You are not looking very hard. If you have ever seen "MasterCard PayPass" at a store or gas station, that is NFC, and you just did not know it. See http://www.mastercard.us/cardholder-services/paypass-locator.html to get a list. "It most certainly not secure"
Presumably you are referring to articles such as http://www.theverge.com/2012/7/26/3188098/android-beam-nfc-flaw-charlie-... But, as the article says, "The issue is not with NFC as a protocol, which remains secure, but rather with the Android and MeeGo's software implementation of the standard." In other words, NFC is not the problem, but it is an additional vector through which attacks can come, if the software on the phone's end has holes. Guess what? BT LE is going to have the same problem if there is shoddy software on the phone's side. For the example closest to Apple fans' hearts, in 2007, a group demonstrated remote shell exploits -- that is, *taking complete control of an OSX machine* via a bluetooth attack. See the wikipedia page on bluejacking; there is a history of successful attacks. http://en.wikipedia.org/wiki/Bluetooth#Security Whereas an NFC hack requires you to be within a couple of feet of the mailicious device, a BT attacks can occur and much longer ranges. "Major drain on battery"
NFC is off except when activated by proximity. When active, it does drain battery. Bluetooth does not have as low of a lower-power mode, and can be activated at much longer ranges.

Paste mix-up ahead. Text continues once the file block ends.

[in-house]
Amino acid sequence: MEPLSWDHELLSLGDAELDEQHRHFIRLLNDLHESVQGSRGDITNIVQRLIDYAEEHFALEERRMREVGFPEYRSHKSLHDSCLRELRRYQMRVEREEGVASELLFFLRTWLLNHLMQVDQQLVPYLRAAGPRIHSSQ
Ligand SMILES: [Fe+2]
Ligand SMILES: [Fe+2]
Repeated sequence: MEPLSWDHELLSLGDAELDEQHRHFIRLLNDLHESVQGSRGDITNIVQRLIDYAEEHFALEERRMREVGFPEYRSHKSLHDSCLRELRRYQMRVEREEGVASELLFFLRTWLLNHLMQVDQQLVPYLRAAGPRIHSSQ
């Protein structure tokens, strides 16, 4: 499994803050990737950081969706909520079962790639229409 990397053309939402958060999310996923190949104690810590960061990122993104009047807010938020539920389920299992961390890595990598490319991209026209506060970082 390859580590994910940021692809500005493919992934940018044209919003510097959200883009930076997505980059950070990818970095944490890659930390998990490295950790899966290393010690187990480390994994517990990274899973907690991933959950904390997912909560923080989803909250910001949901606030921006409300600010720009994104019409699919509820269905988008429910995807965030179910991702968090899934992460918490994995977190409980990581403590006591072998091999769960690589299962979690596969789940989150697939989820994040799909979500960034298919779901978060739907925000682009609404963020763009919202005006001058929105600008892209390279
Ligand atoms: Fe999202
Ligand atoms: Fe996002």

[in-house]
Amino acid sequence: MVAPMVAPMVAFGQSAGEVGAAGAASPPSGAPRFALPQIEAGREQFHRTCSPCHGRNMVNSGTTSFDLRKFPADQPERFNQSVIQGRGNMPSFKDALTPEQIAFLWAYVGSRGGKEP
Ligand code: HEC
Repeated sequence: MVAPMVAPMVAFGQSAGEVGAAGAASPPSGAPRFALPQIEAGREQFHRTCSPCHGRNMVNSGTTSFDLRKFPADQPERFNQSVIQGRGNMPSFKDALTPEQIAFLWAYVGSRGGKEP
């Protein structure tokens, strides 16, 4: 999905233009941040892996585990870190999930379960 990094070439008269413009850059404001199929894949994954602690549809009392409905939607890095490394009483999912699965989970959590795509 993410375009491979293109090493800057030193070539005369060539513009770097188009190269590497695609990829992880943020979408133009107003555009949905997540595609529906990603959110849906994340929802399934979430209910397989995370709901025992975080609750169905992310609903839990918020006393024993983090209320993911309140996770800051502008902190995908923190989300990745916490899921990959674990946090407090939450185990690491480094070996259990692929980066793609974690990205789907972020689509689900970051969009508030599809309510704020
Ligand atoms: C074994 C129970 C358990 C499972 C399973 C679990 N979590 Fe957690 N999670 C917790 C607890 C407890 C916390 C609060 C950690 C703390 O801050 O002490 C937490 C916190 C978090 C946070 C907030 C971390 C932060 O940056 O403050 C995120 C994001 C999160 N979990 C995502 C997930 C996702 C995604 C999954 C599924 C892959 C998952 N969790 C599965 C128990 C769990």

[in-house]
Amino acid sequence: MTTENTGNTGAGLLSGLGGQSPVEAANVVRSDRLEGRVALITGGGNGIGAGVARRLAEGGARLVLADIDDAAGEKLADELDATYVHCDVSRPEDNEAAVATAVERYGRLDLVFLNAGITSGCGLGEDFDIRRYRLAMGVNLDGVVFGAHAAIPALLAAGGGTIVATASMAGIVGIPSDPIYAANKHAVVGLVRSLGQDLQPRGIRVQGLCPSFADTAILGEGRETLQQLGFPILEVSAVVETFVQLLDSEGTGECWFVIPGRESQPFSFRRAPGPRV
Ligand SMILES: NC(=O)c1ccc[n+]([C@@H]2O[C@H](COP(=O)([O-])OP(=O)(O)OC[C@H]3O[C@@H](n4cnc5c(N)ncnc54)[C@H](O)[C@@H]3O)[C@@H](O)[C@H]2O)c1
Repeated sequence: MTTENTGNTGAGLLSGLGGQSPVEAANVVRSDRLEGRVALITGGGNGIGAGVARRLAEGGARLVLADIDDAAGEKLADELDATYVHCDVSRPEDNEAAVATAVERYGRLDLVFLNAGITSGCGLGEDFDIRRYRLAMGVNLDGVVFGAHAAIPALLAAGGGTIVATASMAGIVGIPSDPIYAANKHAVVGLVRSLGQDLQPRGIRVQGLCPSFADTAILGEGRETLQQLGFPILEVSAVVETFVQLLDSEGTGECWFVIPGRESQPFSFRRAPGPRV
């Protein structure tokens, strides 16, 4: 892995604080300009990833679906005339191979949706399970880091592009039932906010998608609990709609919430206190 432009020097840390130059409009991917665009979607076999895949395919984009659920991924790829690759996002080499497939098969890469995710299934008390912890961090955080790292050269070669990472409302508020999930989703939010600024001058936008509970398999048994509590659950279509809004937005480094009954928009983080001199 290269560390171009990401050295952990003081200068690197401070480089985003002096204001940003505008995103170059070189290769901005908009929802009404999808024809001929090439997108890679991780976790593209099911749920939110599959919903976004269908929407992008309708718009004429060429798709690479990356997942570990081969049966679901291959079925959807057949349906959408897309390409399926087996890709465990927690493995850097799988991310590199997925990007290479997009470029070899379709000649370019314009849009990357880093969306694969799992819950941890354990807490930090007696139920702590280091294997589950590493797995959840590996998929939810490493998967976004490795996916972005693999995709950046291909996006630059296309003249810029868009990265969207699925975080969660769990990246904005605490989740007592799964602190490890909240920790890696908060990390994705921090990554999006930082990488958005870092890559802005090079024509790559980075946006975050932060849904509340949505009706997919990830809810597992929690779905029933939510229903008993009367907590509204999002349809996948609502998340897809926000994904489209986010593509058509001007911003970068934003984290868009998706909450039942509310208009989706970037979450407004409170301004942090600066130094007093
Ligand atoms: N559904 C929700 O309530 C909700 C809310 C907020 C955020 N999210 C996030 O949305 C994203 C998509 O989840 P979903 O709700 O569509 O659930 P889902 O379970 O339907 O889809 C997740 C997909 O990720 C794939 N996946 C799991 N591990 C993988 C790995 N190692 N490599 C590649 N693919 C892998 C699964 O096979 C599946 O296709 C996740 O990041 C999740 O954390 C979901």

Steve Gibson points out that to use this known vulnerability in iCloud Keychain and no where else is a stunning surprise. They could have easily avoided using P256 but they didn't.
Have you explored the reasons behind how and why Apple chose to use p265 for such sensitive data as sorting passwords?
A great WWDC it was and some fantastic enhancements were announced for both OSX Yosemite and IOS 8, as well as some exciting news for developers too.
I do however think that Apple had to come with some innovative enhancements and anything less would have been fraught with disappointment.
They did a great job and also holding back any hardware announcements was no bad thing and allowed everyone to absorb all the software enhancements and developer announcements.
Looking forward to the rest of the year. Sent from the iMore App